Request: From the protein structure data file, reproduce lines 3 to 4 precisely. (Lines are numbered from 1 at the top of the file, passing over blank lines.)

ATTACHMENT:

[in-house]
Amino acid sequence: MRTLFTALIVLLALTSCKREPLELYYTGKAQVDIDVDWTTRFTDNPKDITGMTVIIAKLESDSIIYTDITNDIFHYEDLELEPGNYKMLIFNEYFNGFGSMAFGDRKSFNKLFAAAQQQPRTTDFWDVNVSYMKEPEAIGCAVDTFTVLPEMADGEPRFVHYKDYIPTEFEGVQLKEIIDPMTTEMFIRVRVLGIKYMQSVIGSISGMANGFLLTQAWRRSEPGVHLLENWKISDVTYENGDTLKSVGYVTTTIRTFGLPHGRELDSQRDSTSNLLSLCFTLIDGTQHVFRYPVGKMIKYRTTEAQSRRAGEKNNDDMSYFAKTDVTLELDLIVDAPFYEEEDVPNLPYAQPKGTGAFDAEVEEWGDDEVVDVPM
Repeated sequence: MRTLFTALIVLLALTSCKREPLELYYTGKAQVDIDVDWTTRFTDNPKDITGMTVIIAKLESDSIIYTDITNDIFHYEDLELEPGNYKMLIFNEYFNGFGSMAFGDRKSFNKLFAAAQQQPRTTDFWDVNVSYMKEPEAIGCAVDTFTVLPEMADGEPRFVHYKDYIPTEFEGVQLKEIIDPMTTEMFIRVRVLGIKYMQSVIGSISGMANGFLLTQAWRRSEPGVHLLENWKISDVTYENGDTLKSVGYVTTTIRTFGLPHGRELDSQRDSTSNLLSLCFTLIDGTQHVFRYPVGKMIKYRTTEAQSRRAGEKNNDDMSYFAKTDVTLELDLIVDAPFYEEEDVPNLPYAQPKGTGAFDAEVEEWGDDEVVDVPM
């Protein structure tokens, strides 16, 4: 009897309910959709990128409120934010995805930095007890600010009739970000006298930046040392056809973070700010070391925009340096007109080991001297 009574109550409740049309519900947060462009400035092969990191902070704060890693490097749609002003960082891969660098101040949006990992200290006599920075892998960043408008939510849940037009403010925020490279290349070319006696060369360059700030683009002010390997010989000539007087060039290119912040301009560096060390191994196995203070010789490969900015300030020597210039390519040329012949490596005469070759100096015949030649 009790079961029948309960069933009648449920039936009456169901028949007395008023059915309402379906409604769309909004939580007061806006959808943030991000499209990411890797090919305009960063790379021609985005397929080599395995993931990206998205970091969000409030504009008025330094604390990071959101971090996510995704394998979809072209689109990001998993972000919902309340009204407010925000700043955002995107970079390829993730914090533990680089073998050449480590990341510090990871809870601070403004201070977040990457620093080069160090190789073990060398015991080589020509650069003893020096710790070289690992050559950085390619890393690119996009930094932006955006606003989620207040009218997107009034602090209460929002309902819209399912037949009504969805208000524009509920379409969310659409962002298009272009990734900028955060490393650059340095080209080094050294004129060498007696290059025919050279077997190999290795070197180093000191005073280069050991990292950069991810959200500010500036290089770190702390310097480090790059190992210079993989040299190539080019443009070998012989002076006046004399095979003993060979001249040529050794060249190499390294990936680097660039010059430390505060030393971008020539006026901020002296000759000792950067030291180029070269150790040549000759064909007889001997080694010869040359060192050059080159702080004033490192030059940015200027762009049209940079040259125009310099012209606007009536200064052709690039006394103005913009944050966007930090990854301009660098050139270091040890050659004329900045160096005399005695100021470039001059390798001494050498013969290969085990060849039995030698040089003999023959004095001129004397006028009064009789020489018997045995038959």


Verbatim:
Repeated sequence: MRTLFTALIVLLALTSCKREPLELYYTGKAQVDIDVDWTTRFTDNPKDITGMTVIIAKLESDSIIYTDITNDIFHYEDLELEPGNYKMLIFNEYFNGFGSMAFGDRKSFNKLFAAAQQQPRTTDFWDVNVSYMKEPEAIGCAVDTFTVLPEMADGEPRFVHYKDYIPTEFEGVQLKEIIDPMTTEMFIRVRVLGIKYMQSVIGSISGMANGFLLTQAWRRSEPGVHLLENWKISDVTYENGDTLKSVGYVTTTIRTFGLPHGRELDSQRDSTSNLLSLCFTLIDGTQHVFRYPVGKMIKYRTTEAQSRRAGEKNNDDMSYFAKTDVTLELDLIVDAPFYEEEDVPNLPYAQPKGTGAFDAEVEEWGDDEVVDVPM
């Protein structure tokens, strides 16, 4: 009897309910959709990128409120934010995805930095007890600010009739970000006298930046040392056809973070700010070391925009340096007109080991001297 009574109550409740049309519900947060462009400035092969990191902070704060890693490097749609002003960082891969660098101040949006990992200290006599920075892998960043408008939510849940037009403010925020490279290349070319006696060369360059700030683009002010390997010989000539007087060039290119912040301009560096060390191994196995203070010789490969900015300030020597210039390519040329012949490596005469070759100096015949030649 009790079961029948309960069933009648449920039936009456169901028949007395008023059915309402379906409604769309909004939580007061806006959808943030991000499209990411890797090919305009960063790379021609985005397929080599395995993931990206998205970091969000409030504009008025330094604390990071959101971090996510995704394998979809072209689109990001998993972000919902309340009204407010925000700043955002995107970079390829993730914090533990680089073998050449480590990341510090990871809870601070403004201070977040990457620093080069160090190789073990060398015991080589020509650069003893020096710790070289690992050559950085390619890393690119996009930094932006955006606003989620207040009218997107009034602090209460929002309902819209399912037949009504969805208000524009509920379409969310659409962002298009272009990734900028955060490393650059340095080209080094050294004129060498007696290059025919050279077997190999290795070197180093000191005073280069050991990292950069991810959200500010500036290089770190702390310097480090790059190992210079993989040299190539080019443009070998012989002076006046004399095979003993060979001249040529050794060249190499390294990936680097660039010059430390505060030393971008020539006026901020002296000759000792950067030291180029070269150790040549000759064909007889001997080694010869040359060192050059080159702080004033490192030059940015200027762009049209940079040259125009310099012209606007009536200064052709690039006394103005913009944050966007930090990854301009660098050139270091040890050659004329900045160096005399005695100021470039001059390798001494050498013969290969085990060849039995030698040089003999023959004095001129004397006028009064009789020489018997045995038959």